I really have no right to take credit for this, because although I must have read about Wander in the Inform Designer’s Manual some years ago, it only really registered with me after I saw a list of lost mainframe games in Jason Dyer’s recent blogpost.
Wander was probably the first computer game that is recognisable as what came to be known as a “text adventure” (or “interactive fiction”) – pre-dating even ADVENT (a.k.a. Colossal Cave) by Crowther and Woods!
But Wander was more than that because it seems to have been designed to be a tool to allow users to create “non-deterministic fantasy stories” of their own. So perhaps it would be more accurate to say that Wander was in fact the earliest known precursor to modern interactive-fiction development-systems like Inform 7!
Wander was thought to be lost, presumably languishing on one or more of the slowly decaying tape-reels of mainframe history. But Jason’s description of Wander on his blog was so intriguing, and the thought that there might still be a chance of finding it again was so tantalising, that I felt I just had to try to get in touch with the original author and programmer, Peter Langston – which proved to be remarkably easy to do.
A few emails later, and Peter, who is incredibly obliging, sent me a file named “Wander.tgz”, which contained source code and documentation for a 1980s release of Wander, which he had extracted from archived emails and then massaged into a form that would be usable today.
Sure enough, after a little tweaking, necessitated by the quirks of the ageing version of Mac OS X that I insist on using for some strange reason, I successfully compiled and ran the code and was thrilled to see the following text scrolling up my Terminal window:
Just Imagine …
You are traveling as First Under-secretary to the Ambassador for the Corps Diplomatique Terrestrienne, (CDT). Your direct superior, Mr. Magnan, has managed to duck out of the action and leave you as sole assistant to his superior, Ambassador Pouncetrifle. (The Ambassador is a classic bungler and would, if left on his own, mess things up badly.)
You have been sent to Aldebaran III where you are to avert an uprising against Terran nationals expected at the end of April.
During your trip you were able to peruse the ship’s meager library and make a few notes on the history, life-forms and society of Aldebaran III, but much of Aldebaran culture is still a mystery.
It is the middle of the night; the ship on which you arrived has just departed from the small spaceport which you find to be windy and deserted.
wrdadd(ask, 0, 0, 0) returns 38 lastrw=38
which(“ask”) = 38
wrdadd(question, 38, 0, 0) returns 39 lastrw=38
which(“question”) = 38
I’ve omitted several more lines’ worth of diagnostic messages, which seemed to be running through the nouns and verbs in the “a3” demo game file that Peter sent to me along with the source code. The transcript now resumes (with the commands I typed in in bold):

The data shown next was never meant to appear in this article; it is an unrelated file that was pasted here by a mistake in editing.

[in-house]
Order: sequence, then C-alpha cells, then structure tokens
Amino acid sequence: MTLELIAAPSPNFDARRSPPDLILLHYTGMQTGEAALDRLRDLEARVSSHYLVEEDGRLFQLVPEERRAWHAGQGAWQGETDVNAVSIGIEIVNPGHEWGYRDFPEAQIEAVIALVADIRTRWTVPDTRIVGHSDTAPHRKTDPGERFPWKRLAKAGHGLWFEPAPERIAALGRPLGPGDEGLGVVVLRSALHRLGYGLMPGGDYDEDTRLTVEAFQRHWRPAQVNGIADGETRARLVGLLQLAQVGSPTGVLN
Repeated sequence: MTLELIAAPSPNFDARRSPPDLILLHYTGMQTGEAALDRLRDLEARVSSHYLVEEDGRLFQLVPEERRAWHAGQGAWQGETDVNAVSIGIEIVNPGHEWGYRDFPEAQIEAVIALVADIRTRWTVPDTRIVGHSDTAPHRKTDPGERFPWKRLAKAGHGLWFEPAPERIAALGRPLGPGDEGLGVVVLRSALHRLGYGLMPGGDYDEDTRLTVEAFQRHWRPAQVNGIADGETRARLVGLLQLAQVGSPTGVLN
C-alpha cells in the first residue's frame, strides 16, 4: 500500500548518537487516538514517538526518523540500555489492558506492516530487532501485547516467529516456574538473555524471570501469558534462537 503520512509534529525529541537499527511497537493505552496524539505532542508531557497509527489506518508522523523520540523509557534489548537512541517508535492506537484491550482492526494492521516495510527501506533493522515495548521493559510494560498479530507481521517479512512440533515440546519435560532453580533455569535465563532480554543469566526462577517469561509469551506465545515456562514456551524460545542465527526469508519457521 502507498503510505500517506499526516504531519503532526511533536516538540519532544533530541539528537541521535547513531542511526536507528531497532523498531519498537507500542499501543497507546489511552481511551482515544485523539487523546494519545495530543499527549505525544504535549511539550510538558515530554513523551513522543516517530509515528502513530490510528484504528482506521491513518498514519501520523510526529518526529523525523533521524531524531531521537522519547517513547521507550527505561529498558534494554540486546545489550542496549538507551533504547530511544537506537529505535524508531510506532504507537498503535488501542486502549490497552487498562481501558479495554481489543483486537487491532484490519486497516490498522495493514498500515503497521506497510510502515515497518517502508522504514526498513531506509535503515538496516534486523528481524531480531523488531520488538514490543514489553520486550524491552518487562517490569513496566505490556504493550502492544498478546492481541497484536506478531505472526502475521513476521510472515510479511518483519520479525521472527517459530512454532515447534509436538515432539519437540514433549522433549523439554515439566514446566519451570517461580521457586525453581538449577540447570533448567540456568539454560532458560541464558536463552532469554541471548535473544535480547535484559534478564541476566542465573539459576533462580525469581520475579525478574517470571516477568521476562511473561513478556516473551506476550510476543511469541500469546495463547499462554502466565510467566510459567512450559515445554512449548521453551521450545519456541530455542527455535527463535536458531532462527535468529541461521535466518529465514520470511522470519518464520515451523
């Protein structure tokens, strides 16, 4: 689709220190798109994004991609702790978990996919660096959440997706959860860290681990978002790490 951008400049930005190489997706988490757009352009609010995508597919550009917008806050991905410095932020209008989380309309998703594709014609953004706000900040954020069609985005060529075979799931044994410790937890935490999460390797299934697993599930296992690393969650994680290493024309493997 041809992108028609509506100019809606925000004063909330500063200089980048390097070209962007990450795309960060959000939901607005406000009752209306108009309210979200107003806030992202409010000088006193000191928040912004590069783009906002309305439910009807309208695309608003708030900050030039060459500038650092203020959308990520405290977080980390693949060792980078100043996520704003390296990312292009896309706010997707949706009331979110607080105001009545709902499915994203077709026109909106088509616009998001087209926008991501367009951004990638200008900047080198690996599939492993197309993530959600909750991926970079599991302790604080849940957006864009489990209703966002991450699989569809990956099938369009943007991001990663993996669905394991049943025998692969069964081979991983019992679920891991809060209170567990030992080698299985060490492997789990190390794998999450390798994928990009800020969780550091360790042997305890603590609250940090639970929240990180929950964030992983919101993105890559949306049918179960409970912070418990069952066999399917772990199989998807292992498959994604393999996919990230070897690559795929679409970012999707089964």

You’re in the Aldebaran III spaceport. An electrified chain link fence surrounds the area with gates leading west and south.
There is a credit card here.
take credit card
Your account has 50 credits left.
(You can type balance any time to find current status).
Aldebaran III Spaceport
Your account holds 50 credits.
Aldebaran III Spaceport
Aldebaran III Spaceport
You are in the tiny waiting room for the spaceport. No one is around.
There is a large vending machine here with a dark window, several buttons, and a large slot marked “insert credit card here”.
You are carrying some official identity papers
and some notes
and a credit card
That would only help if the machine was broken, and it’s not!
I’m no expert on C programming or indeed on interactive fiction, so I’m still trying to work my way through the code and the documentation that Peter sent me, but I think I can say without hesitation that this has all been a completely astounding and wonderful turn of events.
[UPDATE 1: Peter Langston sent me a second version of “Wander.tgz”, derived from a 1980s release of Wander, which I had linked to here, but Peter has asked me to replace that second version with this third version “with save/restore actually working and with three more of the 1980 Wander worlds.” This third version still compiles on Mac OS X 10.6.8, and should compile on Linux too.]
[UPDATE 2: Another copy of Wander has now been found (along with the rest of Peter Langston’s 1980 PSL Games distribution, which Wander was part of). It was found by chineur Doug Merritt. This copy contains three more Wander “worlds”, in addition to the “a3” world that I’ve quoted from in the main post above. It’s now on Github.]
[UPDATE 4: I’ve hacked the source code to create a crude DOS port of Wander: it’s playable, but the SAVE and RESTORE commands are broken – please contact me if you know why. I then packaged up my DOS hack into an em-dosbox version which is playable online: click here to play Wander online. Again, please get in touch if you can improve either the DOS version or the web version, or if you know how to make a pure-emscripten port of Wander.]
 Quotation from the file “Wander.txt”, the man page for Wander, sent to me by Peter Langston with the source code.